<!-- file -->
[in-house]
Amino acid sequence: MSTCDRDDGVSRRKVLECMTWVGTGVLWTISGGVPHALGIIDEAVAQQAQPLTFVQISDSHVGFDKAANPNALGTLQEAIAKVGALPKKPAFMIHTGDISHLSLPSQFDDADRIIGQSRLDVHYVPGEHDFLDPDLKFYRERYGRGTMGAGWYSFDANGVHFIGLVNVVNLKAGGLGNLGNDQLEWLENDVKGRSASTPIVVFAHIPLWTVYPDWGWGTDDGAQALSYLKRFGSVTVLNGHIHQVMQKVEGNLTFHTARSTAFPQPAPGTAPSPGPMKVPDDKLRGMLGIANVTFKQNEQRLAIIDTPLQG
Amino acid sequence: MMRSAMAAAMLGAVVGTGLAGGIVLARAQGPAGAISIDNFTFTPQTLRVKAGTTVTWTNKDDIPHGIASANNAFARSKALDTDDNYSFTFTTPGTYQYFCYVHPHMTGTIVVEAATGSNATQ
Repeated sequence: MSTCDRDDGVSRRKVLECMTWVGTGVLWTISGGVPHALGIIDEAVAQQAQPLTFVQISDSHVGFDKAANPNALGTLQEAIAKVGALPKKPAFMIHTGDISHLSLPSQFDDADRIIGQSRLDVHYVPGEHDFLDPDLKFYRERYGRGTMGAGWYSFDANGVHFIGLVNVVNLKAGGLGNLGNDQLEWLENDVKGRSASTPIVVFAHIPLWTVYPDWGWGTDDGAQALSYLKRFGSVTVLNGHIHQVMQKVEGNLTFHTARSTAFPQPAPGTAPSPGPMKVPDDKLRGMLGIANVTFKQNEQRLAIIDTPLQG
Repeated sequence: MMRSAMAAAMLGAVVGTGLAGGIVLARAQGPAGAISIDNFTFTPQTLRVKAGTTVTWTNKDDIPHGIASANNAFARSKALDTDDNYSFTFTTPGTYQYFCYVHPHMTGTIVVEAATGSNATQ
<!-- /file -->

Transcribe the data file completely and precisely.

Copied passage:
[in-house]
Amino acid sequence: MSTCDRDDGVSRRKVLECMTWVGTGVLWTISGGVPHALGIIDEAVAQQAQPLTFVQISDSHVGFDKAANPNALGTLQEAIAKVGALPKKPAFMIHTGDISHLSLPSQFDDADRIIGQSRLDVHYVPGEHDFLDPDLKFYRERYGRGTMGAGWYSFDANGVHFIGLVNVVNLKAGGLGNLGNDQLEWLENDVKGRSASTPIVVFAHIPLWTVYPDWGWGTDDGAQALSYLKRFGSVTVLNGHIHQVMQKVEGNLTFHTARSTAFPQPAPGTAPSPGPMKVPDDKLRGMLGIANVTFKQNEQRLAIIDTPLQG
Amino acid sequence: MMRSAMAAAMLGAVVGTGLAGGIVLARAQGPAGAISIDNFTFTPQTLRVKAGTTVTWTNKDDIPHGIASANNAFARSKALDTDDNYSFTFTTPGTYQYFCYVHPHMTGTIVVEAATGSNATQ
Repeated sequence: MSTCDRDDGVSRRKVLECMTWVGTGVLWTISGGVPHALGIIDEAVAQQAQPLTFVQISDSHVGFDKAANPNALGTLQEAIAKVGALPKKPAFMIHTGDISHLSLPSQFDDADRIIGQSRLDVHYVPGEHDFLDPDLKFYRERYGRGTMGAGWYSFDANGVHFIGLVNVVNLKAGGLGNLGNDQLEWLENDVKGRSASTPIVVFAHIPLWTVYPDWGWGTDDGAQALSYLKRFGSVTVLNGHIHQVMQKVEGNLTFHTARSTAFPQPAPGTAPSPGPMKVPDDKLRGMLGIANVTFKQNEQRLAIIDTPLQG
Repeated sequence: MMRSAMAAAMLGAVVGTGLAGGIVLARAQGPAGAISIDNFTFTPQTLRVKAGTTVTWTNKDDIPHGIASANNAFARSKALDTDDNYSFTFTTPGTYQYFCYVHPHMTGTIVVEAATGSNATQ